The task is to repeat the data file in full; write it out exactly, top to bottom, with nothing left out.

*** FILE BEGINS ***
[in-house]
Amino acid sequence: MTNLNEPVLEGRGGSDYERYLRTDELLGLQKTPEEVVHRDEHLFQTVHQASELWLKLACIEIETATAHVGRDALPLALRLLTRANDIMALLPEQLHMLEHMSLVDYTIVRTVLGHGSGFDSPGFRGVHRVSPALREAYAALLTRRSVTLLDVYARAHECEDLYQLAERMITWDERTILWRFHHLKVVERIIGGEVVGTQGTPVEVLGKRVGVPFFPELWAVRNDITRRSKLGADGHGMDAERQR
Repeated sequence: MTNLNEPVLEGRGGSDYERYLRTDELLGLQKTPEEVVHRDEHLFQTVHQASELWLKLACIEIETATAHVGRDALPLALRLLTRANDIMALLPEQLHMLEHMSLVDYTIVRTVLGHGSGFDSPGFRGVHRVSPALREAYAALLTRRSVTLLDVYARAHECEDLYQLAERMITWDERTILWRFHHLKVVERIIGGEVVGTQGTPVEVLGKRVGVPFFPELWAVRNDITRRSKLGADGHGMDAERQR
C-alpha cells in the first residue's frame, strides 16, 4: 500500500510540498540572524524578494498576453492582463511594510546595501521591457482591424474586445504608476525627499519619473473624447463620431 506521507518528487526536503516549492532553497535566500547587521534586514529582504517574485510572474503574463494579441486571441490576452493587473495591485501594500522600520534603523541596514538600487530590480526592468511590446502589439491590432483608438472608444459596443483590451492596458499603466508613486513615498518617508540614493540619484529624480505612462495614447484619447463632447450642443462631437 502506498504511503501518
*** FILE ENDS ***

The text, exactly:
[in-house]
Amino acid sequence: MTNLNEPVLEGRGGSDYERYLRTDELLGLQKTPEEVVHRDEHLFQTVHQASELWLKLACIEIETATAHVGRDALPLALRLLTRANDIMALLPEQLHMLEHMSLVDYTIVRTVLGHGSGFDSPGFRGVHRVSPALREAYAALLTRRSVTLLDVYARAHECEDLYQLAERMITWDERTILWRFHHLKVVERIIGGEVVGTQGTPVEVLGKRVGVPFFPELWAVRNDITRRSKLGADGHGMDAERQR
Repeated sequence: MTNLNEPVLEGRGGSDYERYLRTDELLGLQKTPEEVVHRDEHLFQTVHQASELWLKLACIEIETATAHVGRDALPLALRLLTRANDIMALLPEQLHMLEHMSLVDYTIVRTVLGHGSGFDSPGFRGVHRVSPALREAYAALLTRRSVTLLDVYARAHECEDLYQLAERMITWDERTILWRFHHLKVVERIIGGEVVGTQGTPVEVLGKRVGVPFFPELWAVRNDITRRSKLGADGHGMDAERQR
C-alpha cells in the first residue's frame, strides 16, 4: 500500500510540498540572524524578494498576453492582463511594510546595501521591457482591424474586445504608476525627499519619473473624447463620431 506521507518528487526536503516549492532553497535566500547587521534586514529582504517574485510572474503574463494579441486571441490576452493587473495591485501594500522600520534603523541596514538600487530590480526592468511590446502589439491590432483608438472608444459596443483590451492596458499603466508613486513615498518617508540614493540619484529624480505612462495614447484619447463632447450642443462631437 502506498504511503501518